How to cite this entry: Busby, G. (2024). Riverine Literary Tourism. In R. Baleiro, G. Capecchi & J. Arcos-Pumarola (Orgs.). E-Dictionary of Literary Tourism. University for Foreigners of Perugia.

References: 
  • Ackroyd, P. (2007). Thames: Sacred river. Chatto & Windus.
  • Arcos-Pumarola, J., Marzal, E.O., & Llonch-Molina, N. (2018). Literary urban landscape in a sustainable tourism context. Human Geographies, 12(2), 175-189.
  • Baleiro, R. (2022). Literary tourism motivations. In D. Buhalis (Ed.), Encyclopedia of Tourism Management and Marketing, (pp. 78-80). Edward Elgar.
  • Busby, G., & Hambly, Z. (2000). Literary tourism and the Daphne du Maurier Festival. In P. Payton (Ed.), Cornish Studies, (vol. 8, pp.197-212). University of Exeter Press.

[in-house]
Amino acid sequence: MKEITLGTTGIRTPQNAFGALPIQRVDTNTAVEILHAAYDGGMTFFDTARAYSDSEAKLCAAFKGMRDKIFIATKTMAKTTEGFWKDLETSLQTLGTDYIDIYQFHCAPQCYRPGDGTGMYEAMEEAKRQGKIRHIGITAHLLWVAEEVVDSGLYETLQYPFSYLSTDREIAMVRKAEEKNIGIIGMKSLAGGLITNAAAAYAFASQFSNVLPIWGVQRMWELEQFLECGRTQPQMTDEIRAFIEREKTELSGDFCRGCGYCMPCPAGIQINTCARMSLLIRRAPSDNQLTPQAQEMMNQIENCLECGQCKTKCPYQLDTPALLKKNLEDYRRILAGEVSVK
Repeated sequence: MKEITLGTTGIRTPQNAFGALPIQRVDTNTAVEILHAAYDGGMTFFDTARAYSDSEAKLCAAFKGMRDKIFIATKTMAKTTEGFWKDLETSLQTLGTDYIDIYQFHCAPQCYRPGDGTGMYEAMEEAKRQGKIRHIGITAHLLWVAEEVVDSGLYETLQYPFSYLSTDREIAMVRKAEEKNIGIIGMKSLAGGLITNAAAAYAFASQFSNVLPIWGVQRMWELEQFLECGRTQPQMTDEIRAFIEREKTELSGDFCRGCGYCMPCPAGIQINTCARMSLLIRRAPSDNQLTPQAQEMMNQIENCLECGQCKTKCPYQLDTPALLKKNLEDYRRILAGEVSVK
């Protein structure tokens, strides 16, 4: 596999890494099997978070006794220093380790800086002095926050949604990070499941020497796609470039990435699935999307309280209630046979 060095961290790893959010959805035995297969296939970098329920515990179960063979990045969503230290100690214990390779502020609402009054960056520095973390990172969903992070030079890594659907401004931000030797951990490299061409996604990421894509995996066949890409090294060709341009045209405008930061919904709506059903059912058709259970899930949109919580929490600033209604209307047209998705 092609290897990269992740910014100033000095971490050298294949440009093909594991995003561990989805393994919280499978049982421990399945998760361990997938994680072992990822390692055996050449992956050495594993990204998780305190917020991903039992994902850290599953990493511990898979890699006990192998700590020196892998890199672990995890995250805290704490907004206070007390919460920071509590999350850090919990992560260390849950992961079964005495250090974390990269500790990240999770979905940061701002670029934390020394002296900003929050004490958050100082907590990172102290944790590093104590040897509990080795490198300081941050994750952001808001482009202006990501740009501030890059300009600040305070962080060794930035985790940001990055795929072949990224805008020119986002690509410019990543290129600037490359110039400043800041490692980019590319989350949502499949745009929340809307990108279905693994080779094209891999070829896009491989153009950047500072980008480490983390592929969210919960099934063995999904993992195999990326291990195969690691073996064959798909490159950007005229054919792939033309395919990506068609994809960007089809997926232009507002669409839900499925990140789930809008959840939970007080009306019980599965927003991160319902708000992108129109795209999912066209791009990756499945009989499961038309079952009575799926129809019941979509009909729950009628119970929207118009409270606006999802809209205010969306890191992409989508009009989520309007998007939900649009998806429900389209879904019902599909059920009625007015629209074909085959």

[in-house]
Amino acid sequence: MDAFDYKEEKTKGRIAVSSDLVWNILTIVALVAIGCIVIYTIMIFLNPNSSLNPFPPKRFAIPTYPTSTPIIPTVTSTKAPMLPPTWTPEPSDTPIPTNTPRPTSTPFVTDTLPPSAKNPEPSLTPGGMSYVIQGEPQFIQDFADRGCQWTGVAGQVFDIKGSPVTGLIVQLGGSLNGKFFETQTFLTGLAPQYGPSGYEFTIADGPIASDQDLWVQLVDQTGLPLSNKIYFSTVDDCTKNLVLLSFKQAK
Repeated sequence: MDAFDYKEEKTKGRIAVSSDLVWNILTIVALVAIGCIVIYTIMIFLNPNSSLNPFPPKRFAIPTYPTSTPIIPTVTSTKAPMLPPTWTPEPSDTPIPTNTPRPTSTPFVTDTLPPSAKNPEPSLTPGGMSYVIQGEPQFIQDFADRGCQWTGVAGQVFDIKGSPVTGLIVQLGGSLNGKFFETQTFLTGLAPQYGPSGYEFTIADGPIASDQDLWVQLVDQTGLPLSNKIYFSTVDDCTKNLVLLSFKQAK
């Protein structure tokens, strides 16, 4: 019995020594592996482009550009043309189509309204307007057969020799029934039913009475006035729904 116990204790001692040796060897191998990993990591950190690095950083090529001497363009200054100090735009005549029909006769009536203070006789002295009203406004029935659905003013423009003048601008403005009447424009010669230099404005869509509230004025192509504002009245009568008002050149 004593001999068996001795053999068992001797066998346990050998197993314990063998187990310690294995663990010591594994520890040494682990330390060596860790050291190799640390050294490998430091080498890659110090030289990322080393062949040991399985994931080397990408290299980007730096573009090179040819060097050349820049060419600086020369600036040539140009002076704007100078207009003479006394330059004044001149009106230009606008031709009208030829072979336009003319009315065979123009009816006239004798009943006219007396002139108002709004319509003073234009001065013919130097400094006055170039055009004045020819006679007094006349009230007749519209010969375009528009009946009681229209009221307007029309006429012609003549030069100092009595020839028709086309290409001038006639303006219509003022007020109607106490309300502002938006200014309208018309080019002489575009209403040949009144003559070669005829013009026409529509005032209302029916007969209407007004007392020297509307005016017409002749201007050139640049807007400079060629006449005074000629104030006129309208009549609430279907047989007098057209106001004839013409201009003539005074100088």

• Busby, G., & Laviolette, P. (2006). Narratives in the Net: Fiction and Cornish Tourism. In P. Payton (Ed.), Cornish Studies, (vol. 14, pp.142-163). University of Exeter Press.
  • Busby, G., & Meethan, K. (2008). Cultural capital in Cornwall: Heritage and the visitor. In P. Payton (Ed.), Cornish Studies, (vol. 16, pp.146-166). University of Exeter Press.
  • Busby, G., & Shetliffe, E. (2013). Literary tourism in context: Byron and Newstead Abbey. European Journal of Tourism, Hospitality and Recreation, 4(3), 5-45.
  • Flanagan, R. (2016, October 22). Why Claudio Magris’s Danube is a timely elegy for lost Europe. The Guardian. https://www.theguardian.com/books/2016/oct/22/why- claudio-magriss-danube-is-a-timely-elegy-for-lost-europe.
  • Jerome, J.K. (1889). Three Men In A Boat (To Say Nothing Of The Dog). J. W. Arrowsmith.
  • Proulx, A. (2001). Foreword. In Maclean, N. (2001). A River Runs Through It. University of Chicago Press.
  • Quinteiro, S., Carreira, V., & Rodrigues Gonçalves, A. (2020). Coimbra as a literary tourism destination: Landscapes of literature. International Journal of Culture, Tourism and Hospitality Research, 14(3), 361-372. https://doi.org/10.1108/IJCTHR- 10-2019-0176